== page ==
Working with a Buyer as a Seller Agent

QUESTION: I have a property listed for sale. A neighbor saw my sign and approached my client about buying the property. The two of them agreed on the terms of the sale, including price, due diligence period and closing date. The buyer does not want me to act as her agent. However, my client and the buyer both want me to assist the buyer in completing an Offer to Purchase and Contract. The buyer understands that I will be acting as the seller’s agent only. What do I need to do to be able to work with an unrepresented buyer as a seller agent only?

ANSWER: As long as you follow a few guidelines, it is perfectly permissible for you to work with an unrepresented buyer as a seller agent.

In this context, there is only one form that needs to be presented to and signed by the buyer, the Working With Real Estate Agents Disclosure (For Buyers) (“WWREA Disclosure”). In the WWREA Disclosure, you would ordinarily check all the agency options that are offered by your firm. Thus, for example, if your firm offers buyer agency and dual agency, but does not offer designated dual agency, you would check “Buyer Agency” and “Dual Agency,” but you would not check “Designated Dual Agency.” You would then review all the agency options that are checked with the buyer to determine whether or not you will act as the buyer’s agent.

However, in your situation, since the buyer has already made it clear that she does not want representation, we would recommend that you only check the “Unrepresented Buyer” option. Note that in the current version of the WWREA Disclosure, there is no longer a place for an unrepresented buyer to initial to indicate that they understand the broker is working only for the seller. According to the Real Estate Commission’s 2021-2022 General Update Course, ‘[t]he unrepresented buyer is put on notice that the licensee represents the interest of the seller once the Unrepresented Buyer (Seller subagent) option is explained to them by the licensee.”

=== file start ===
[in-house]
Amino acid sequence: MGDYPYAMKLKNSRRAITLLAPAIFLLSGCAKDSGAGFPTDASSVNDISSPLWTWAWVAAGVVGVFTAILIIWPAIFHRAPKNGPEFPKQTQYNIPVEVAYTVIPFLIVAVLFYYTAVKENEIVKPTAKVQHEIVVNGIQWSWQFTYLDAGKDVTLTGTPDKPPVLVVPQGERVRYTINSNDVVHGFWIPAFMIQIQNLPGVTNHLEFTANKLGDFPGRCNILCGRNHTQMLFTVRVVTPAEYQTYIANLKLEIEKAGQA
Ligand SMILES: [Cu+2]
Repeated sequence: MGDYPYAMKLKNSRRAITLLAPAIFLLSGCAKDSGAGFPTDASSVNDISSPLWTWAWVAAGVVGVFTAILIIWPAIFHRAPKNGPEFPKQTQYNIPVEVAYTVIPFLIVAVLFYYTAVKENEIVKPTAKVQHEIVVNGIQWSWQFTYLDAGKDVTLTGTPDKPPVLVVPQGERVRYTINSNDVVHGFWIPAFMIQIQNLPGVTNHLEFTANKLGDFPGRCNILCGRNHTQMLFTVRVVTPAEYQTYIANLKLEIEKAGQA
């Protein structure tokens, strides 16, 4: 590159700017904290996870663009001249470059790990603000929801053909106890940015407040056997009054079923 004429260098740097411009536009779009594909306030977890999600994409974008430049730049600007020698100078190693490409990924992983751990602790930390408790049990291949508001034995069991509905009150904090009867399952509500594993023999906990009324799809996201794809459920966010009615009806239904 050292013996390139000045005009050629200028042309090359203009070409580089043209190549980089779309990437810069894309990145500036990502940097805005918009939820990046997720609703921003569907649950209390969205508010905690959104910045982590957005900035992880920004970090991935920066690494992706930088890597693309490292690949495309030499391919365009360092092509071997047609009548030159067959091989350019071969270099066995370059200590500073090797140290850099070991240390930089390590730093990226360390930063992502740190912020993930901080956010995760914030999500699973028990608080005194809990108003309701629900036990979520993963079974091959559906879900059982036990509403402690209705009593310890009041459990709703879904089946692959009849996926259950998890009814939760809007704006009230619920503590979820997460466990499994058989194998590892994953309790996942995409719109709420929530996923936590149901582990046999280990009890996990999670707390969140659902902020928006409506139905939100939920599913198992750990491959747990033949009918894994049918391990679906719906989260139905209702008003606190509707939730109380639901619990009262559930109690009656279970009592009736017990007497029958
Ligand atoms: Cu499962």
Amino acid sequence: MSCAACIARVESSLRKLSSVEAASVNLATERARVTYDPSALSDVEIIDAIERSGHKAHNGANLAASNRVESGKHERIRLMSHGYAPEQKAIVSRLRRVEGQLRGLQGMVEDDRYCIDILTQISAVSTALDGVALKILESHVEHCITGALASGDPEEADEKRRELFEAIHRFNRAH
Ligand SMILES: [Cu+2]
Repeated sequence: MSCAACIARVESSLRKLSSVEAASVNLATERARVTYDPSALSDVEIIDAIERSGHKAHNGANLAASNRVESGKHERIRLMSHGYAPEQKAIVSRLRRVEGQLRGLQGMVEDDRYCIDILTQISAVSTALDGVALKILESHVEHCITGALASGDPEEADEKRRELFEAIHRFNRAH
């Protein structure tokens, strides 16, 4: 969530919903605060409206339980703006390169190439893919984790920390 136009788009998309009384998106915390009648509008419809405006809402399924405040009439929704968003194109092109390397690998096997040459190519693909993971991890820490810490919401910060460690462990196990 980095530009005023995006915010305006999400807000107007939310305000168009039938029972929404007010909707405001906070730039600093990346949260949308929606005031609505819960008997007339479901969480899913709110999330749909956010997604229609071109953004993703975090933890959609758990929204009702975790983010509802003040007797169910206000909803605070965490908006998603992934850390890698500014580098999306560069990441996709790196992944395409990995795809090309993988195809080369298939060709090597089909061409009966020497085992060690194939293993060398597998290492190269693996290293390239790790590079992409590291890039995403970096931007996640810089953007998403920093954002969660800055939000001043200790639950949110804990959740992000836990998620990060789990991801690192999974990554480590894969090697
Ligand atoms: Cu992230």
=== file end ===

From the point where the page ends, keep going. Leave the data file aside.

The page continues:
According to the Update materials referenced above, although it’s not required “[t]he Commission’s Questions and Answers on: Working With Real Estate Agents is a supplemental resource that the Commission strongly encourages licensees to review with prospective buyers and sellers to help explain and answer questions about agency relationships.”

While it is permissible for you to assist the buyer in completing an Offer to Purchase and Contract, you may not give her advice on how to fill in the blanks, particularly those relating to price, dates, and closing costs. In this context, the Real Estate Commission has written that the seller’s agent “may not advise or counsel the buyer as to the proposed terms of any offer.” If she asks you questions about the form, you are permitted to explain the form and to share the information in the Guidelines for Completing the Offer to Purchase and Contract (Standard Form 2-G). If the buyer’s questions persist, remind her that you are not her agent and that she should consult her closing attorney.

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